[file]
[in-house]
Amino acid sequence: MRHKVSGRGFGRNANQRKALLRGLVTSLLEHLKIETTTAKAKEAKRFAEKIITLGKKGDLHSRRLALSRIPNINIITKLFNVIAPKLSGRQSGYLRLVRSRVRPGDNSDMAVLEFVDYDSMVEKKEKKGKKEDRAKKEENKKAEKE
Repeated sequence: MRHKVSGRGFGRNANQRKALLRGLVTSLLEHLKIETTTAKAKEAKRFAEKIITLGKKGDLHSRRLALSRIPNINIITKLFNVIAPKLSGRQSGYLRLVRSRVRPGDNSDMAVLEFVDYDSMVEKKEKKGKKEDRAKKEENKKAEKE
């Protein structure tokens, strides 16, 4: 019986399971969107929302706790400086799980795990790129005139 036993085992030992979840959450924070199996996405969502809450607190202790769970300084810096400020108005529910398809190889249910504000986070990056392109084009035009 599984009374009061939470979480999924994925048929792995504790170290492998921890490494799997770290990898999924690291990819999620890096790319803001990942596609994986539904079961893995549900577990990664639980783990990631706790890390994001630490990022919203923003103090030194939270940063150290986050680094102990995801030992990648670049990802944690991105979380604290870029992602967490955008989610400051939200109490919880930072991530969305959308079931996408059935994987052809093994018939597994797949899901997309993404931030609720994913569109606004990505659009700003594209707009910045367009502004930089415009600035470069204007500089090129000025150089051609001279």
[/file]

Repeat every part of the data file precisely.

[in-house]
Amino acid sequence: MRHKVSGRGFGRNANQRKALLRGLVTSLLEHLKIETTTAKAKEAKRFAEKIITLGKKGDLHSRRLALSRIPNINIITKLFNVIAPKLSGRQSGYLRLVRSRVRPGDNSDMAVLEFVDYDSMVEKKEKKGKKEDRAKKEENKKAEKE
Repeated sequence: MRHKVSGRGFGRNANQRKALLRGLVTSLLEHLKIETTTAKAKEAKRFAEKIITLGKKGDLHSRRLALSRIPNINIITKLFNVIAPKLSGRQSGYLRLVRSRVRPGDNSDMAVLEFVDYDSMVEKKEKKGKKEDRAKKEENKKAEKE
């Protein structure tokens, strides 16, 4: 019986399971969107929302706790400086799980795990790129005139 036993085992030992979840959450924070199996996405969502809450607190202790769970300084810096400020108005529910398809190889249910504000986070990056392109084009035009 599984009374009061939470979480999924994925048929792995504790170290492998921890490494799997770290990898999924690291990819999620890096790319803001990942596609994986539904079961893995549900577990990664639980783990990631706790890390994001630490990022919203923003103090030194939270940063150290986050680094102990995801030992990648670049990802944690991105979380604290870029992602967490955008989610400051939200109490919880930072991530969305959308079931996408059935994987052809093994018939597994797949899901997309993404931030609720994913569109606004990505659009700003594209707009910045367009502004930089415009600035470069204007500089090129000025150089051609001279």